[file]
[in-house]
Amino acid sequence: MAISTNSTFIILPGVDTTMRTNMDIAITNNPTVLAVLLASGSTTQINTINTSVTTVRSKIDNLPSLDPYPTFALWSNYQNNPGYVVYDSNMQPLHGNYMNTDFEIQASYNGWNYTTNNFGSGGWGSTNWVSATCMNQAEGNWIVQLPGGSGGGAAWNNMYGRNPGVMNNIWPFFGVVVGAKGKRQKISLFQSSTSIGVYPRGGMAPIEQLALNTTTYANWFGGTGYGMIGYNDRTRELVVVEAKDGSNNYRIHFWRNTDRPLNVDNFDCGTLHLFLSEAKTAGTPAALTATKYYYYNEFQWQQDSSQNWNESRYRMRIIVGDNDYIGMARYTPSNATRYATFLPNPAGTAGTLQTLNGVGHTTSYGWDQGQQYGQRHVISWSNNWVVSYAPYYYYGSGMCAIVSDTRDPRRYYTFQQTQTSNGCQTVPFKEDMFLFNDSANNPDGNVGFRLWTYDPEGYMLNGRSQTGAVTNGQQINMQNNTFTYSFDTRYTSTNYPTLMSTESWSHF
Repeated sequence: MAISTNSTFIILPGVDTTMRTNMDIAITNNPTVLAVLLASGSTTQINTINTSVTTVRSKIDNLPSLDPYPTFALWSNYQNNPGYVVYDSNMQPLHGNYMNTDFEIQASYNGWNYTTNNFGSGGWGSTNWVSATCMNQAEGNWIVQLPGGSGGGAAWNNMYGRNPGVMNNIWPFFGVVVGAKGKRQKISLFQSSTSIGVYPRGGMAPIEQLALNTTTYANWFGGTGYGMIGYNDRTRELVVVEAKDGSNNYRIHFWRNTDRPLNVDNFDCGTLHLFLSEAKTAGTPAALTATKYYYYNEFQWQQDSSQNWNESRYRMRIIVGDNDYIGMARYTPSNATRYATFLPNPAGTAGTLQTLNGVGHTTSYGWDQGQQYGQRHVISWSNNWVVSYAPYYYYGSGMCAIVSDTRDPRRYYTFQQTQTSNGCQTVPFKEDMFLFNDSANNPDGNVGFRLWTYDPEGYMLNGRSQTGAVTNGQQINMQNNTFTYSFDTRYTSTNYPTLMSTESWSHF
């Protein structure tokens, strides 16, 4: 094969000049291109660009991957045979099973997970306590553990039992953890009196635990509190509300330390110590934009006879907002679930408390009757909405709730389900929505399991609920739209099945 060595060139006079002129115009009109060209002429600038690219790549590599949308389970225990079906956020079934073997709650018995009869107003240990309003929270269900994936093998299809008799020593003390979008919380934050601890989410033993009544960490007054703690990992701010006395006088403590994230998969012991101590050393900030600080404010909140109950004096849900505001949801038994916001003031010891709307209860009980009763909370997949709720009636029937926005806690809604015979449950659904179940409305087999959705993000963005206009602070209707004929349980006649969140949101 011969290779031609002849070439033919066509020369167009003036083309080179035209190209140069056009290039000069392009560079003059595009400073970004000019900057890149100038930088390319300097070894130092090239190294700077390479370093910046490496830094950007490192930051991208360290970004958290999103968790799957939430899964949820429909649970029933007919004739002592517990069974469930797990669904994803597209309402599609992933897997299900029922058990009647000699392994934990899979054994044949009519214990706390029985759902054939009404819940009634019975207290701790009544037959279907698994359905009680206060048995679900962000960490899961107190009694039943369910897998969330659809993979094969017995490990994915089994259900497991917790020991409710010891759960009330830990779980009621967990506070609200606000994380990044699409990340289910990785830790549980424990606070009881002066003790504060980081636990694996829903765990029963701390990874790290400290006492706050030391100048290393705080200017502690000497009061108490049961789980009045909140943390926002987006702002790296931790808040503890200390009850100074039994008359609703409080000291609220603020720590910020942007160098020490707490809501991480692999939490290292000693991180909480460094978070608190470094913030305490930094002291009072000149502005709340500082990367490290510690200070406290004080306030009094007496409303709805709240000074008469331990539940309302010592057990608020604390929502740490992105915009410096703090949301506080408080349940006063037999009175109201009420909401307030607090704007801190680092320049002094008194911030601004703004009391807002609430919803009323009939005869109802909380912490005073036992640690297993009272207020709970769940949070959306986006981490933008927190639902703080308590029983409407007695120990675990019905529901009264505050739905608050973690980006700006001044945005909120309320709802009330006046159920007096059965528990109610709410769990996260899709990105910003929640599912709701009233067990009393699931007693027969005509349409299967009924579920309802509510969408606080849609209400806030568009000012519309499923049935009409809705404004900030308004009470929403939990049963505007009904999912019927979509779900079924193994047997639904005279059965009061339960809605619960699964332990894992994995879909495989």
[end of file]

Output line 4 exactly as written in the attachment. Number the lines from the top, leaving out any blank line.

């Protein structure tokens, strides 16, 4: 094969000049291109660009991957045979099973997970306590553990039992953890009196635990509190509300330390110590934009006879907002679930408390009757909405709730389900929505399991609920739209099945 060595060139006079002129115009009109060209002429600038690219790549590599949308389970225990079906956020079934073997709650018995009869107003240990309003929270269900994936093998299809008799020593003390979008919380934050601890989410033993009544960490007054703690990992701010006395006088403590994230998969012991101590050393900030600080404010909140109950004096849900505001949801038994916001003031010891709307209860009980009763909370997949709720009636029937926005806690809604015979449950659904179940409305087999959705993000963005206009602070209707004929349980006649969140949101 011969290779031609002849070439033919066509020369167009003036083309080179035209190209140069056009290039000069392009560079003059595009400073970004000019900057890149100038930088390319300097070894130092090239190294700077390479370093910046490496830094950007490192930051991208360290970004958290999103968790799957939430899964949820429909649970029933007919004739002592517990069974469930797990669904994803597209309402599609992933897997299900029922058990009647000699392994934990899979054994044949009519214990706390029985759902054939009404819940009634019975207290701790009544037959279907698994359905009680206060048995679900962000960490899961107190009694039943369910897998969330659809993979094969017995490990994915089994259900497991917790020991409710010891759960009330830990779980009621967990506070609200606000994380990044699409990340289910990785830790549980424990606070009881002066003790504060980081636990694996829903765990029963701390990874790290400290006492706050030391100048290393705080200017502690000497009061108490049961789980009045909140943390926002987006702002790296931790808040503890200390009850100074039994008359609703409080000291609220603020720590910020942007160098020490707490809501991480692999939490290292000693991180909480460094978070608190470094913030305490930094002291009072000149502005709340500082990367490290510690200070406290004080306030009094007496409303709805709240000074008469331990539940309302010592057990608020604390929502740490992105915009410096703090949301506080408080349940006063037999009175109201009420909401307030607090704007801190680092320049002094008194911030601004703004009391807002609430919803009323009939005869109802909380912490005073036992640690297993009272207020709970769940949070959306986006981490933008927190639902703080308590029983409407007695120990675990019905529901009264505050739905608050973690980006700006001044945005909120309320709802009330006046159920007096059965528990109610709410769990996260899709990105910003929640599912709701009233067990009393699931007693027969005509349409299967009924579920309802509510969408606080849609209400806030568009000012519309499923049935009409809705404004900030308004009470929403939990049963505007009904999912019927979509779900079924193994047997639904005279059965009061339960809605619960699964332990894992994995879909495989």